The Age of Denial, or the Age of Skepticism?

Last Thursday’s New York Times published an op-ed article, “Welcome to the Age of Denial,” by Professor Adam Frank. He condemns a very real and very dangerous trend in American society of denying scientific facts, both on the political stage and in households. He writes that we live in a climate in which it is “politically effective, and socially acceptable to deny scientific fact.” I agree, and Frank’s own evidence below is very supportive of this disappointing statement:

Meanwhile, climate deniers, taking pages from the creationists’ PR playbook, have manufactured doubt about fundamental issues in climate science that were decided scientifically decades ago. And anti-vaccine campaigners brandish a few long-discredited studies to make unproven claims about links between autism and vaccination.

The list goes on. North Carolina has banned state planners from using climate data in their projections of future sea levels. So many Oregon parents have refused vaccination that the state is revising its school entry policies.

But I don’t agree with his next statement:

And all of this is happening in a culture that is less engaged with science and technology as intellectual pursuits than at any point I can remember.

Personally, I do not find much evidence as to our culture as being “less engaged with science and technology as intellectual pursuits,” and the author did not seem to provide any specific information concerning this cultural character. STEM (science, technology, engineering, and mathematics) fields are burgeoning and our everyday lives seem to become intertwined with scientific and technological advancements at an accelerating rate. However, I do find that the very evidence of scientific denial may also be evidence of a specific effect of the popularization of scientific engagement itself.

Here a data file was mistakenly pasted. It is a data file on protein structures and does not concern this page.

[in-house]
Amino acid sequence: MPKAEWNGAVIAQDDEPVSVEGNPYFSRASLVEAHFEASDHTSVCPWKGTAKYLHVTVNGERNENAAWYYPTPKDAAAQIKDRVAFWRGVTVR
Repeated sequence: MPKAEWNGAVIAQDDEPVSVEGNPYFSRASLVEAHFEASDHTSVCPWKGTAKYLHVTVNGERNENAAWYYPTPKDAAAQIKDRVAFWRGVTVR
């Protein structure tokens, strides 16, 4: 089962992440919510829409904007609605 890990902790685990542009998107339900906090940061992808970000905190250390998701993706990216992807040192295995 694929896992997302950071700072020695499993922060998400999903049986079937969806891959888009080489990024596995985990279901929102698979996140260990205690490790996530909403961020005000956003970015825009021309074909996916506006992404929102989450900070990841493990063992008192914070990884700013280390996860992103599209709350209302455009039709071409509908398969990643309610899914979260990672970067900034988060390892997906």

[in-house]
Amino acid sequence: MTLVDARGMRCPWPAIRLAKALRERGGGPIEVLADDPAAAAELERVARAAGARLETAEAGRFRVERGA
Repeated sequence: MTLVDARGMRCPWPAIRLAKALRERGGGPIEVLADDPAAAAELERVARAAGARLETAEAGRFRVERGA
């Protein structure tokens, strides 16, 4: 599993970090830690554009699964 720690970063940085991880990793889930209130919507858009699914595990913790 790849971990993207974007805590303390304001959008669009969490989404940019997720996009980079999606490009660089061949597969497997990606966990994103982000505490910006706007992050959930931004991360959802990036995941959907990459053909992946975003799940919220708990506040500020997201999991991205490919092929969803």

Essential to the scientific mode of thought is skepticism – that is, a reluctance to accept the validity of a claim until we are satisfied with the evidence available to prove its truth. I do not doubt that the “denial” we find in American politicians, legislation, and households may arise partly out of fear, religious belief, or other causes, but perhaps it, or certain instances of it, could also be the result of skepticism.

Frank’s article criticizes “deniers” for going against general consensus within the scientific community in regards to climate change and vaccination which run contrary to the deniers’ beliefs.  He also has the following  values:

1) a society that embraces (rather than being “ambivalent or “skeptical of”) “the fruits of science”

2) “an understanding that science’s open-ended, evidence-based processes — rather than just its results — are essential to meeting [the] challenges” facing society

I suppose that #1 should be interpreted to complement his critique of deniers who do not accept certain consensuses within the climate community. Again, as a stated above, certain “deniers” may not revere science and doubt the veracity of scientific findings, perhaps in favor of religion or pandering to a certain political demographic.  These people may not think skeptically and prefer to accept studies contrary to consensus if they better fit their own personal beliefs or desires. However, if Frank criticizes these people for being “ambivalent, even skeptical of the fruits of science,” then it seems that he would prefer they embrace scientific consensuses (the “fruits” in question) at face value.

However, I find it difficult to reconcile this interpretation of #1 with #2. For society to value “science’s open-ended, evidence-based process,” it will have to value the skepticism that goes along with this empirical process. Perhaps those who “deny” but have embraced the skepticism of the scientific process can be converted by becoming more effectively educated about thorough explanations and data concerning the scientific issues, but they can hardly be expected to embrace “the fruits of science” presented to them unquestioningly.